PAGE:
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No-way on No-call

Registry tells government more than it needs to know

Suppose Congress asked all Americans to register some of their most personal information with the federal government for it to use however and whenever it wanted. Suppose that information included your name, address, phone numbers, the billing information and history for each phone line you have, your email address, street address, the computer domain and host from which you access the Internet and the Internet Protocol (IP) address of the computer you regularly use.

You'd think that the vast majority of Americans would respond to the government with a resounding, "Hell no!"

By deadline Friday, Americans had registered 50 million phone numbers -- a third of the residential lines in this country -- with the federal government through the federal no-call registry and in the process many turned over the information listed above.

Americans may be outraged by the idea that the feds can now check out what library books they've been reading or search their homes without telling them, but offer to make telemarketers go away and they'll line up like sheep to turn over private information to the federal government without giving a second thought to how it might be used.

The same could be said for the American media. As of Friday, a Lexis-Nexis search of national newspapers revealed that if anyone in the media has bothered to read the fine print of the 100-page Federal Trade Commission (FTC) Telemarketing Sales rule or Federal Trade Commission's Privacy Policy, they haven't gotten around to printing anything about it.

They should. Numerous media outlets have correctly reported that only the phone number you register with the no-call list will be shared with telemarketers and that your name, email or other identifying information about you won't be linked to the number you register on the list itself. This is true. But it doesn't mean that all the other information listed above won't be stored elsewhere.

"We will store your email address in a secure manner, separate from your telephone number," the FTC site reads. "We will not share your email address with telemarketers." So, who will they share it with?

To find that out, you've got to read the FTC's privacy policy, which contains information you won't find in the "consumer information" section of the site, which promotes the no-call list.

According to the more detailed privacy policy, when you access the FTC site to register your numbers on the no-call list, the site automatically collects and stores the name of the domain and host from which you access the Internet, the IP address of the computer you are using, the browser software you use and your operating system, the date and time you accessed the site, the Internet address of the site from which you linked directly to the FTC site, and what you did once you entered the site.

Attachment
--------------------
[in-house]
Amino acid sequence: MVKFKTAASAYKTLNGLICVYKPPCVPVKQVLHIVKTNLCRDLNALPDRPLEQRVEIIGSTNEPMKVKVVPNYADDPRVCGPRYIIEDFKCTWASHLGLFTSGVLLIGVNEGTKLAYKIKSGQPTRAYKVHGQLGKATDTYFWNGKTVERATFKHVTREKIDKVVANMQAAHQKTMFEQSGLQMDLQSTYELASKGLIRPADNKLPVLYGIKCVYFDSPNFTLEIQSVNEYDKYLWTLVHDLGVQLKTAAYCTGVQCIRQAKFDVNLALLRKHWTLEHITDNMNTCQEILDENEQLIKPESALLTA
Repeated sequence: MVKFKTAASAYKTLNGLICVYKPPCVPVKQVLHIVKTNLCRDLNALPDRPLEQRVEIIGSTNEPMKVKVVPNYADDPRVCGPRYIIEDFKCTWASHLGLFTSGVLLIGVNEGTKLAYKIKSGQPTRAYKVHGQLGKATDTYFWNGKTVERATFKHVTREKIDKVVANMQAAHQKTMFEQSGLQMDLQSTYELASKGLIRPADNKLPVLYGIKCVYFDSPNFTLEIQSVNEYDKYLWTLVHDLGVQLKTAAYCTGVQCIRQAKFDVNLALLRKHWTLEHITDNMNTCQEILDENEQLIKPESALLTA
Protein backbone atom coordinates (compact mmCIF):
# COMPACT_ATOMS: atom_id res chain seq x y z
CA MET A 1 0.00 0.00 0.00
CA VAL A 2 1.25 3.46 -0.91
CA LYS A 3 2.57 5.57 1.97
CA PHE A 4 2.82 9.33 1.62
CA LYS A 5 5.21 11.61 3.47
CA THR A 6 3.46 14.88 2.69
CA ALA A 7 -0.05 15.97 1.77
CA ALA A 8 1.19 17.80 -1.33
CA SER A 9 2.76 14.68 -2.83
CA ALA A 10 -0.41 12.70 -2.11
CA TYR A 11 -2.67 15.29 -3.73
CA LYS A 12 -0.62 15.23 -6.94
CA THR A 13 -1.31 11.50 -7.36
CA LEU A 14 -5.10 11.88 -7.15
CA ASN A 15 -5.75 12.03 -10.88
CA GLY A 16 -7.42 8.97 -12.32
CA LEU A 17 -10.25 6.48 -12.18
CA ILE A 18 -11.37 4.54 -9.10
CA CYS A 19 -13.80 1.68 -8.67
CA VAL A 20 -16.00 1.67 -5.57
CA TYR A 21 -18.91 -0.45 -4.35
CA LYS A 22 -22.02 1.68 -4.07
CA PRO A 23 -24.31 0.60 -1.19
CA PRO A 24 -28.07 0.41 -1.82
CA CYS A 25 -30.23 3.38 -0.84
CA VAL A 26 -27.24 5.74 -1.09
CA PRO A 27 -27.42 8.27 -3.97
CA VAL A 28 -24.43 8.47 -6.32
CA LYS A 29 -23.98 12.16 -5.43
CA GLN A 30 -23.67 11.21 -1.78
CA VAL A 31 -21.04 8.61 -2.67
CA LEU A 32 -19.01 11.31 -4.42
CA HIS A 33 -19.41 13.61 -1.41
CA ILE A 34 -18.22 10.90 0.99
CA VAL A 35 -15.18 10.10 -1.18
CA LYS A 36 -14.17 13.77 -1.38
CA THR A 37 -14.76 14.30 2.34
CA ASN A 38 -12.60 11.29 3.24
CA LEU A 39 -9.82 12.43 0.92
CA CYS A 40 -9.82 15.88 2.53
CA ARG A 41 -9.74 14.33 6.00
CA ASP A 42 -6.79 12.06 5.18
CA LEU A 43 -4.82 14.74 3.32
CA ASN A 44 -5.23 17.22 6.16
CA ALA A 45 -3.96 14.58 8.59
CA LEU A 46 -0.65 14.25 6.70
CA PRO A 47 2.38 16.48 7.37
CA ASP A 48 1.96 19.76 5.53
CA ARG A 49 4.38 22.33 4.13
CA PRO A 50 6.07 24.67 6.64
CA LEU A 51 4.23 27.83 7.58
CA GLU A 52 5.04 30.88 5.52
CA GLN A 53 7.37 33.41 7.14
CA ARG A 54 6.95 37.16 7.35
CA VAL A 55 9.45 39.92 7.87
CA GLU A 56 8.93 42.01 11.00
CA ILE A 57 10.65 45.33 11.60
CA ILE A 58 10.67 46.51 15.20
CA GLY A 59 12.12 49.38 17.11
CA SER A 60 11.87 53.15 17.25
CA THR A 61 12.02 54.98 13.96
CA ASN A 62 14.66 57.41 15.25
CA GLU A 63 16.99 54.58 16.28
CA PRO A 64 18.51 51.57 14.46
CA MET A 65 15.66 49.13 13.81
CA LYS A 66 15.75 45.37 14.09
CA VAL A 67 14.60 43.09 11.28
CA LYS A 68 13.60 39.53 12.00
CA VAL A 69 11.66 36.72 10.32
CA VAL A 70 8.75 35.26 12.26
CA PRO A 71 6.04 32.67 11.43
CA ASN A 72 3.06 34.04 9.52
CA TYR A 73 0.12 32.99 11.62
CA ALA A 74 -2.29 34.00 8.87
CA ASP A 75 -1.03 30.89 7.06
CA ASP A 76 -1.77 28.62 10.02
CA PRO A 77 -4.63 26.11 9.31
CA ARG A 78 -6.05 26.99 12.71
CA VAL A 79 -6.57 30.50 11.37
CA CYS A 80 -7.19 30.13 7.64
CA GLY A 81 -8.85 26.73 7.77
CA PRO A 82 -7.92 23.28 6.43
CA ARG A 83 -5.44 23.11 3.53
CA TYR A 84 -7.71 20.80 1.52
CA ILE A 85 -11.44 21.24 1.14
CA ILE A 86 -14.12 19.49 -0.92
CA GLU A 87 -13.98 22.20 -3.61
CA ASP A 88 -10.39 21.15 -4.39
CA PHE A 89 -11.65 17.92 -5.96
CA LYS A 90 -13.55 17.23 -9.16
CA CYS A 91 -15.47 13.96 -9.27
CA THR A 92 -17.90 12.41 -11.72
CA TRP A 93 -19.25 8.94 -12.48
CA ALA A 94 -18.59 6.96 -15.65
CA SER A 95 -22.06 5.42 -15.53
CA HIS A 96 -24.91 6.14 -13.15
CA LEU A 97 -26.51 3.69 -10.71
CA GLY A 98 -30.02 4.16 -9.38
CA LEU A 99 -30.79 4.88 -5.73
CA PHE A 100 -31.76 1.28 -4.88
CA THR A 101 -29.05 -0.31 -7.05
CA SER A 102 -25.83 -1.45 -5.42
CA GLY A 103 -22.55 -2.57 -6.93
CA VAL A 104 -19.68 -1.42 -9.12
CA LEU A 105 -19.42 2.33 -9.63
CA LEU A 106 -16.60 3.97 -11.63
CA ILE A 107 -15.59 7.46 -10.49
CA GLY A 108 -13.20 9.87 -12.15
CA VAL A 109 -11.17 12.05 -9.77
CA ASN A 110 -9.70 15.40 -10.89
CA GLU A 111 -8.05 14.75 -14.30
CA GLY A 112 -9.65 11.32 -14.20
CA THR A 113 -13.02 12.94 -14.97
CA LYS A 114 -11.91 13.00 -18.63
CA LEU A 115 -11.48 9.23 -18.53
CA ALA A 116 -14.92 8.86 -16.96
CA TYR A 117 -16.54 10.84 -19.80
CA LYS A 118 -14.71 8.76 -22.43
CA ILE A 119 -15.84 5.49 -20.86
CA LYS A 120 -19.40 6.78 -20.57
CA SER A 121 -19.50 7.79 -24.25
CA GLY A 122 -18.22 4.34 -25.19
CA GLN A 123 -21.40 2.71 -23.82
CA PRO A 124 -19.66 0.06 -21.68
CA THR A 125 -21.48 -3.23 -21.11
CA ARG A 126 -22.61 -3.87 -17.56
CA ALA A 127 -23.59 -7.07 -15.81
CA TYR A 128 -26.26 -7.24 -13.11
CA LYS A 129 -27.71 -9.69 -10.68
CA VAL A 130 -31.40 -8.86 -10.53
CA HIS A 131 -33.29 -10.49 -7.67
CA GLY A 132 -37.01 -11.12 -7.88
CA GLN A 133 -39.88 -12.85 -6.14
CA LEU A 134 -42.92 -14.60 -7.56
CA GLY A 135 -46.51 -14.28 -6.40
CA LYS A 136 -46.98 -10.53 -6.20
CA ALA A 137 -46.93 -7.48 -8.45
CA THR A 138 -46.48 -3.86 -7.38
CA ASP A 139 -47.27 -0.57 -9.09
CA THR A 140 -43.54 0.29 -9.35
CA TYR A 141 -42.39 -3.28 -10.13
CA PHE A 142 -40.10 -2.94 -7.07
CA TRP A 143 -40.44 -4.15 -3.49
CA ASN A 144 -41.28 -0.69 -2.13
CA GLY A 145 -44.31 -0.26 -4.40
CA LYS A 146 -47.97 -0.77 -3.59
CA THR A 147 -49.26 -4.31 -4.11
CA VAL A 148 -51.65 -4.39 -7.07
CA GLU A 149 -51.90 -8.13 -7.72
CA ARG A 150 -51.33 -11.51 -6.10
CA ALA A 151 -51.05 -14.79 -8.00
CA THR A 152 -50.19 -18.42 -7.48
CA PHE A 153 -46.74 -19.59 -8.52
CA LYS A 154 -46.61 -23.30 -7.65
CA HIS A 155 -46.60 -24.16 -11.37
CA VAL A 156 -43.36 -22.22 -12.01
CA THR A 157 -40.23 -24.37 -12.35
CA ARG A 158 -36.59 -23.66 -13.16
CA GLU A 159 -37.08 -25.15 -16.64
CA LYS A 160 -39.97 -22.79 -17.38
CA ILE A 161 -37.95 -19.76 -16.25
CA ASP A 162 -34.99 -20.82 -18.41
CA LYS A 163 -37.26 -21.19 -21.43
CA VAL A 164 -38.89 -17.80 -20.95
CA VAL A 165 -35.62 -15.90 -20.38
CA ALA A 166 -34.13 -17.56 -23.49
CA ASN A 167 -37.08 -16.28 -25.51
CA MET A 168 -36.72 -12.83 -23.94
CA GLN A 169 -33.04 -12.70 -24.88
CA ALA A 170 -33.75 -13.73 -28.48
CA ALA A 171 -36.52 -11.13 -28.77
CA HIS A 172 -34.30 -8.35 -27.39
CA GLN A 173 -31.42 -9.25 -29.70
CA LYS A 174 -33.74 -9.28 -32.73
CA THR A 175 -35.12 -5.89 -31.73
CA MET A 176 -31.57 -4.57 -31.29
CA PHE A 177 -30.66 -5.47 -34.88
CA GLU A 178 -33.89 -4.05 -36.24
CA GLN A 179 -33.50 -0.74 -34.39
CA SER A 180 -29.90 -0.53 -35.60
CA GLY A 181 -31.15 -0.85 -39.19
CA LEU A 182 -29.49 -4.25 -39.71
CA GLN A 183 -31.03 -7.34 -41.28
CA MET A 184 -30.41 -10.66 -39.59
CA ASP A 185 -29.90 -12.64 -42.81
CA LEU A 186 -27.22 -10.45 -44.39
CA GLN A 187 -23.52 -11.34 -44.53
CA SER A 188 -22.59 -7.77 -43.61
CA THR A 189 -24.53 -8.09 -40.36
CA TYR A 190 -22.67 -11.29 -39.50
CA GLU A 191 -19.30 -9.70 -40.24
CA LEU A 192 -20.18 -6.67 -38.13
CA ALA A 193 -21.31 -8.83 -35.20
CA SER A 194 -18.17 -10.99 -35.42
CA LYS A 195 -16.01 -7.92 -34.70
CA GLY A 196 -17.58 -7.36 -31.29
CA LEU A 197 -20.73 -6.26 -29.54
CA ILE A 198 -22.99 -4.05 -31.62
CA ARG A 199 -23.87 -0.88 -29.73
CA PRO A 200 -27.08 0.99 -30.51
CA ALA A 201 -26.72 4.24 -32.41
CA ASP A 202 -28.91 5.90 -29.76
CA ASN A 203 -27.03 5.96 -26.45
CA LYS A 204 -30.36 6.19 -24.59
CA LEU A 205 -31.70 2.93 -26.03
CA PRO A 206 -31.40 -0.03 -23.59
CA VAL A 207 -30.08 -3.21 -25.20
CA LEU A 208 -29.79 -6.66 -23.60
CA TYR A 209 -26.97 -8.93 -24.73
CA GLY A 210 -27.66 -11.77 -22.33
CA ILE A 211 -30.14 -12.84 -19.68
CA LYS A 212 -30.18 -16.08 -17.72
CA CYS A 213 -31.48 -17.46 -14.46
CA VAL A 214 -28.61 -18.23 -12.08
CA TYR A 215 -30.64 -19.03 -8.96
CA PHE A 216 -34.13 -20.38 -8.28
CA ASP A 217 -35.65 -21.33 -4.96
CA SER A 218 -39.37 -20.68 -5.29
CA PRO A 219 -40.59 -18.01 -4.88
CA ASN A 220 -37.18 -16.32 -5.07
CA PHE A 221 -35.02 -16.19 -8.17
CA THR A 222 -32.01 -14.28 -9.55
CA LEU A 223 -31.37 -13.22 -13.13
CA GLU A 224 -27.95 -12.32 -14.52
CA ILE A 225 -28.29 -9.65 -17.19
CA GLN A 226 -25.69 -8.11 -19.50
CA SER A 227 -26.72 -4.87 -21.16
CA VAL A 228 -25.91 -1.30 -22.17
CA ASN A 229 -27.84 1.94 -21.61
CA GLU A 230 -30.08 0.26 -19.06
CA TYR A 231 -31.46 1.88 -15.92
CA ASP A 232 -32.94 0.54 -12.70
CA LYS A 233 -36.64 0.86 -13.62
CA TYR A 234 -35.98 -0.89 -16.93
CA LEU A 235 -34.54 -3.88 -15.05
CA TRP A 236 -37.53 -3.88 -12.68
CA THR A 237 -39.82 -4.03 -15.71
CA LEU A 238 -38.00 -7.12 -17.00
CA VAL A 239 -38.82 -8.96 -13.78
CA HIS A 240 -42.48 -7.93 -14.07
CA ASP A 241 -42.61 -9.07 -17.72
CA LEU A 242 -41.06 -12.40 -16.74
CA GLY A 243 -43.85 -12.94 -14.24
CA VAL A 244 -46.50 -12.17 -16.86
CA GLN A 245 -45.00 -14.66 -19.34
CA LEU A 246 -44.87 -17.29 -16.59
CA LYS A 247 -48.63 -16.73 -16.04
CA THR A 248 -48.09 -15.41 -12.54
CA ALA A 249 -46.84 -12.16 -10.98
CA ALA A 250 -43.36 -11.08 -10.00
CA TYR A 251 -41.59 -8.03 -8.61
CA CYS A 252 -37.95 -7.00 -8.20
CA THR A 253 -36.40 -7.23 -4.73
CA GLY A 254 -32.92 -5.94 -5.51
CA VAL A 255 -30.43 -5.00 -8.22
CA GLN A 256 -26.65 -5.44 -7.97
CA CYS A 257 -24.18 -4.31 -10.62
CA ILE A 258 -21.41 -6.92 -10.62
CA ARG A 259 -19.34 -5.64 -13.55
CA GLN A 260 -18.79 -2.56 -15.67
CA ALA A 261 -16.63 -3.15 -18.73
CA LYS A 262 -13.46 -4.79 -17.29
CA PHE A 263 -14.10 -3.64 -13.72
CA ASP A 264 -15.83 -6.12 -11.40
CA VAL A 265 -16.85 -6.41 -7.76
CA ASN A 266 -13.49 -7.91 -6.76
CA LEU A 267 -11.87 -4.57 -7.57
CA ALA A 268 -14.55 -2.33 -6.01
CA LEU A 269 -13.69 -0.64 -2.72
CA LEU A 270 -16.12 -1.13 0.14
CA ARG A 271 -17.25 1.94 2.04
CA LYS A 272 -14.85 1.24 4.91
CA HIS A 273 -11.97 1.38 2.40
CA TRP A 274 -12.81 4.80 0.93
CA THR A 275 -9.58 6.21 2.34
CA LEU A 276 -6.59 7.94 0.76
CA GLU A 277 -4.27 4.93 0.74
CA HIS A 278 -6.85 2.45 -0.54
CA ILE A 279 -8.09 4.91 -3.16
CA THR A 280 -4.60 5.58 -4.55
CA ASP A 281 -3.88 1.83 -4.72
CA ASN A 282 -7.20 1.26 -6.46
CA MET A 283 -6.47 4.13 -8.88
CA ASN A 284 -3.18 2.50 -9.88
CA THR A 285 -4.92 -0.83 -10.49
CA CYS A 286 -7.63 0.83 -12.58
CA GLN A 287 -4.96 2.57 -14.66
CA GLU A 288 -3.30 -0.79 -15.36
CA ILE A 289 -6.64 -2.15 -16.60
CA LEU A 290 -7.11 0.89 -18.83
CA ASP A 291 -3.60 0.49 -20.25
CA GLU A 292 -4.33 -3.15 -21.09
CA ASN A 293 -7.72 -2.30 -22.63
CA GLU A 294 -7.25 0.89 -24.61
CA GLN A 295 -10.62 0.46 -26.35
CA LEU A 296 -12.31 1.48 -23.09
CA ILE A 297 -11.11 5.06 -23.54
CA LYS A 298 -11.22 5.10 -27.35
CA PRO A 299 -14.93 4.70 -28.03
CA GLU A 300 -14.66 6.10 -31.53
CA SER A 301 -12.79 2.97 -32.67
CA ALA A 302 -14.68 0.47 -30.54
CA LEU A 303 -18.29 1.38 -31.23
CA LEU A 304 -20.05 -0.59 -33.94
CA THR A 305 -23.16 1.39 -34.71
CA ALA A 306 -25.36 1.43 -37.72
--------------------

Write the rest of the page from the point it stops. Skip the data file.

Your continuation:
"Generally, we delete this information after a year," the FTC's privacy statement reads, but it makes no promises. And while the information is supposedly collected only as "aggregate anonymous data," the document also makes clear that "in other circumstances," including requests from Congress, Freedom of Information Act requests from private individuals or companies, during litigation and for routine agency uses ". . . we may be required or authorized by law to disclose the information you provide."

If you register your phone number with the no-call list by phone, you're required to call from the number you're registering. This was supposed to prevent folks from registering numbers other than their own. But it also serves another, more insidious purpose. When you call in, a computerized system called ANI (Automatic Number Identification) -- the same system used to pin down the location of 911 callers -- verifies that the number you're calling from is the same one you're registering. That's fine. But ANI does more than that. At the same time, it can also automatically retrieve associated information about the caller, like her address, phone account status and billing records.

The federal rule isn't clear on whether or for how long this information might be stored, but it does say that all information retrieved through the no-call list will be available to and can be used by the FTC and law enforcement officials. Even if you remove your number from the registry, "it will be available to the FTC and law enforcement officials for two years from the date of removal," the FTC's website states.

What's so disturbing is that you don't have to be a reporter to figure this out. All you've got to do is thoroughly read the information on the government's no-call registration site before you register your phone numbers. Every piece of information reported above is available at except the details on how ANI works, which naturally weren't included, since they would probably scare people. Sure, the information took about four hours to read through, but as you can see, it was worth every minute.

Because I treasure my privacy, I won't be adding my phone number to the list. There's no telemarketer annoying enough to make that kind of sacrifice worth it. If the government wants to collect that kind of information about me, the bastards will have to get it some other way.

Contact Tara Servatius at

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